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I have a fuzzy understanding that っぷる is something like っぽい (-ish) or っぷり (manner, style). Could you offer a more clear definition?

For example someone eating salad for dinner says:

貧乏っプルじゃないよ。ベジタブルっプルだよ。最近食べ過ぎで野菜をたくさん食べたくなるのよ。

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Can you give some examples? And, why is it in katakana in the title and hiragana in the text? –  user458 Nov 3 '11 at 9:14
    
Did you mean ップルップル? :-D ahem... Sorry... –  Dave Nov 3 '11 at 9:27
    
@sawa Sure, I added an example. No particular reason about the kana. I think hiragana looks pretty though, so maybe I subconsciously did that on purpose. =) –  Louis Nov 3 '11 at 9:29
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There are words like 喧嘩っプル where it comes from カップル (e.g. ばかカップル → ばかっプル). Quite different from the example you give, though. –  nkjt Nov 3 '11 at 18:05
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I see. It looks like a pun. It is not a regular word. –  user458 Nov 4 '11 at 1:11

1 Answer 1

My guess is what you mean is the word ぶる ぶり (also ぷり) derived from ~振る ~振り. If so, here is some explanations...

The original word 振る is a verb meaning "act like". Examples are: 急に他人ぶる (act suddenly as if he/she is a stranger), 素人のくせに専門家ぶる (act as if he/she is an expert even though they have no idea). It is more often used to imply that the person isn't what they are trying to imply by their way of acting.

振り is more often used in a positive way, referring to the (honorable) way of acting. Example: 見事な食べっぷり (how he/she eats (in a grandiose way)), あっぱれな走りっぷり (his/her great way of running).

This further evolved into the slangy usage of ぶる、ぶり、ぷり. For example one might say 何貧乏ぶってんの?(笑) to mock a friend who made a lot of money by gamble or something and is wearing old shoes. Another example could be あいつの振られっぷりは毎回半端ない(笑)( he always gets turned down by girls in a grandiose way, haha). It's usually used for an humorous effect, so it's not a word you use often.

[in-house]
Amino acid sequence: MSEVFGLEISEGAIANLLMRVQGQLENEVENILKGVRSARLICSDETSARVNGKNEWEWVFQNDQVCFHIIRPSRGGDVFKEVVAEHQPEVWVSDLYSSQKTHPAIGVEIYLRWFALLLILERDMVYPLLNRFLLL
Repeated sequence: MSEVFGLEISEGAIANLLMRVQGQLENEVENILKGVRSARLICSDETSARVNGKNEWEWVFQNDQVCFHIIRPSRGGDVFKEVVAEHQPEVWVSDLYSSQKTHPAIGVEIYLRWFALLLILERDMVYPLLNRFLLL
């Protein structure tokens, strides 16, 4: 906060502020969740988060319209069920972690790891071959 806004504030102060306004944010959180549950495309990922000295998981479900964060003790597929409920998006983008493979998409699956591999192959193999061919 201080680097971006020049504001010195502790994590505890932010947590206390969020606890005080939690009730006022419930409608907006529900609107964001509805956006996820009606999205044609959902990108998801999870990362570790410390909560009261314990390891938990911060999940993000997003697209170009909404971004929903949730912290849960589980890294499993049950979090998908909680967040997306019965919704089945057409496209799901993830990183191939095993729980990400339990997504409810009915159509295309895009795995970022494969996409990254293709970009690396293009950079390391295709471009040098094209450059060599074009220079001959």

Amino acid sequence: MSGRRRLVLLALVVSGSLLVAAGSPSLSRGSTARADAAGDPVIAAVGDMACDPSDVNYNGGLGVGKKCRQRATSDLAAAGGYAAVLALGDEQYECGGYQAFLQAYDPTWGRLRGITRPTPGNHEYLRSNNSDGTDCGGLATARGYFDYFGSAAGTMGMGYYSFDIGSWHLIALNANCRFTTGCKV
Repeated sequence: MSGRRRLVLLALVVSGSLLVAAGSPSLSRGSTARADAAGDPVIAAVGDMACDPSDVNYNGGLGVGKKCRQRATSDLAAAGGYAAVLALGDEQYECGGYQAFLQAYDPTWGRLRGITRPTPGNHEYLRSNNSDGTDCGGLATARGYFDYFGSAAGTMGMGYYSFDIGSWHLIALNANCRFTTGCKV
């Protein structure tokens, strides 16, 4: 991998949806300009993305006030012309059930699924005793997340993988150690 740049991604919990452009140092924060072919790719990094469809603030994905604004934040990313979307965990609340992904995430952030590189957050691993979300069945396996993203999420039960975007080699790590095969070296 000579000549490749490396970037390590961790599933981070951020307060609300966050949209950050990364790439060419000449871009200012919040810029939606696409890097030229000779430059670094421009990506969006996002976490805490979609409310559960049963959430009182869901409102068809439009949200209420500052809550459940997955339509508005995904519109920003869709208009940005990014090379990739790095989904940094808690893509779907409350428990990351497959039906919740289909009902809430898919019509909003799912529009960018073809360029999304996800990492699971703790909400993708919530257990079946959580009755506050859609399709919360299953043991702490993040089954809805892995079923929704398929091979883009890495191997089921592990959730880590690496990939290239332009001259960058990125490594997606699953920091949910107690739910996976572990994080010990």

Your example sounds a bit weird and could be rewritten like this:

貧乏ぶってるんじゃないよ、ベジタリアンぶってるんだよ。最近食べ過ぎで野菜をたくさん食べたくなるのよ。

This sounds grammatically correct, but it still sounds weird/confusing because it's weird that you'll act like a vegetarian when you simply want to eat vegetables. A slightly better example would be:

A: またもやしかよ。何貧乏ぶってんだよ(笑)
B: 貧乏ぶってるんじゃないよ、ベジタリアンぶってるんだよ。ベジタリアンの方がもてるらしいから(笑)

EDIT:
This word has no relation with プル derived from カップル as in 馬鹿ップル. It's rare to use this ップル for anything else than 馬鹿ップル though. As a native I wouldn't recognize ベジタップル as a 馬鹿ップル variant.

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Very interesting, thank you for sharing. Hmm...I am in the position to find out what the intended meaning was. The example is actually a native's real Japanese. Sorry for asking here, it seems like some view it as a poor question. But I feel bad always asking my friends to explain stuff (particularly stuff they say). I'm really curious to find out though, so I'll see what's really up and share what I learn. –  Louis Nov 4 '11 at 4:17

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